34% of Americans Joined the Gig Economy During the Pandemic -- Why You Should, Too

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  • An income boost could help you shore up your finances.
  • It pays to become a part of the gig economy, and if you do, you'll be in good company.
  • You might be able to walk dogs, drive for a ride share company, or even turn your hobby into a side hustle.

There are plenty of opportunities to earn money in a flexible manner.

A lot of people saw their finances take a turn for the worse during the pandemic. And even if that wasn't the case for you, an income boost could still serve you well. Right now, inflation is making everyday living expenses cost more. That's put a strain on a lot of people's budgets, and boosting your income could make your bills more manageable.

An income bump might also make it possible for you to build some savings, pay off your credit cards, or do other things that help you shore up your finances. And while you could march into your boss's office and demand a raise, a better and more realistic bet may be to join the gig economy.

A good 34% of Americans have become active participants in the gig economy since the start of the pandemic, according to a recent NFCC and Wells Fargosurvey. And these days, there are plenty of opportunities to follow in their footsteps.

Flexibility galore

The great thing about the gig economy is that it's known to promote flexibility and work-life balance. Those are important things to have, especially when you're talking about taking on a side job on top of full-time work.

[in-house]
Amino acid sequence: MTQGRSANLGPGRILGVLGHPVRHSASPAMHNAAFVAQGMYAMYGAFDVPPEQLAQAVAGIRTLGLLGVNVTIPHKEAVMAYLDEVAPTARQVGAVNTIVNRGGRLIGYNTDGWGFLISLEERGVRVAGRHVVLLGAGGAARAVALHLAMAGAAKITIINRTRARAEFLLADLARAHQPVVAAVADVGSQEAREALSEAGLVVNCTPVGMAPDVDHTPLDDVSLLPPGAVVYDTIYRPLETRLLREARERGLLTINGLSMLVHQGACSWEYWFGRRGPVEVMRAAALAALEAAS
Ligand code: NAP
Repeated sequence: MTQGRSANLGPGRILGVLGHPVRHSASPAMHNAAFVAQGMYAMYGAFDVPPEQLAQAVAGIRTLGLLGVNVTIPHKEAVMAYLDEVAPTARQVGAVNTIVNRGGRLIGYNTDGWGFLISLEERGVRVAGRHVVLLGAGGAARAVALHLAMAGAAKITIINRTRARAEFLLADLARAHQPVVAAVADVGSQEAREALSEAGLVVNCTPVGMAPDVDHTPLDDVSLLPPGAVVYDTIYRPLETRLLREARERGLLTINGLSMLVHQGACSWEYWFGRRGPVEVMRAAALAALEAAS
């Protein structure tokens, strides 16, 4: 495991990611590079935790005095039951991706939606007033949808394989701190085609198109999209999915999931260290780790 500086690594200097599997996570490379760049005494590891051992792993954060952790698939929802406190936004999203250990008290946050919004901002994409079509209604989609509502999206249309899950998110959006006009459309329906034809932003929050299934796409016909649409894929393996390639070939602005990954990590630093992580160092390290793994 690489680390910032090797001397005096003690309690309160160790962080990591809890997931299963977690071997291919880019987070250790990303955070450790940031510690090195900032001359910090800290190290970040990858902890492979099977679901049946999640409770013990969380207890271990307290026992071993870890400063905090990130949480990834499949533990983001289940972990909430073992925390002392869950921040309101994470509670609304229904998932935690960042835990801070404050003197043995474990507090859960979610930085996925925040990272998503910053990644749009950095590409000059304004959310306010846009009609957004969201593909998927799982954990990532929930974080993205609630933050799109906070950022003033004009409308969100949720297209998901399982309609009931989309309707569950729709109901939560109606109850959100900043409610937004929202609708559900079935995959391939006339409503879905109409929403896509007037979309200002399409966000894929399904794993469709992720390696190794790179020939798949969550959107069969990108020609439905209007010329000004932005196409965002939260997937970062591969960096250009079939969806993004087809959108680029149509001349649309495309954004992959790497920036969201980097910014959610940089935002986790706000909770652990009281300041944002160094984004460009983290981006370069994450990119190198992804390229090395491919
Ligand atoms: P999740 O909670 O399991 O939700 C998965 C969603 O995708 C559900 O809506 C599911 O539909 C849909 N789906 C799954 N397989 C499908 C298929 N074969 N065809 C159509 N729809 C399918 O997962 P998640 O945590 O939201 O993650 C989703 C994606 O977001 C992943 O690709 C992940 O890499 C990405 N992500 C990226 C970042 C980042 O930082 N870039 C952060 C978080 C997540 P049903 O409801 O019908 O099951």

If you're not sure what sort of gig to pursue, think about things you enjoy doing. You may be surprised to learn that a favorite hobby of yours could actually become a source of income.

Imagine you enjoy cooking and are great at it. You can look into starting a catering business from your home where you prepare food for local parties and events (just be sure to research your local laws about selling goods prepared outside of a commercial kitchen). You could also offer up your services as a private chef in other people's homes. Or, you could bottle up your favorite homemade salsa, salad dressing, or dessert sauce and sell it locally at fairs and farmers markets, or even online.

Now in some cases, you may not manage to turn a hobby into a money-making opportunity. Rather, you might have to go out and find another type of work. But that doesn't mean you'll be stuck plugging away at your laptop inputting boring data for hours on end. You could sign up to drive for a ride-hailing service, which will let you not only set your own hours, but potentially meet interesting people. And if you love animals and exercise, you can sign up to walk dogs or care for pets while their owners are away.

What could a side gig do for you?

Many people had their hours cut or lost their jobs completely during the pandemic and are now deep in recovery mode. Others may have fared better but are now facing rising costs due to inflation. No matter which camp you fall into, joining the gig economy could be your ticket to getting on more secure financial footing. And that's reason enough to consider pursuing some type of side hustle.

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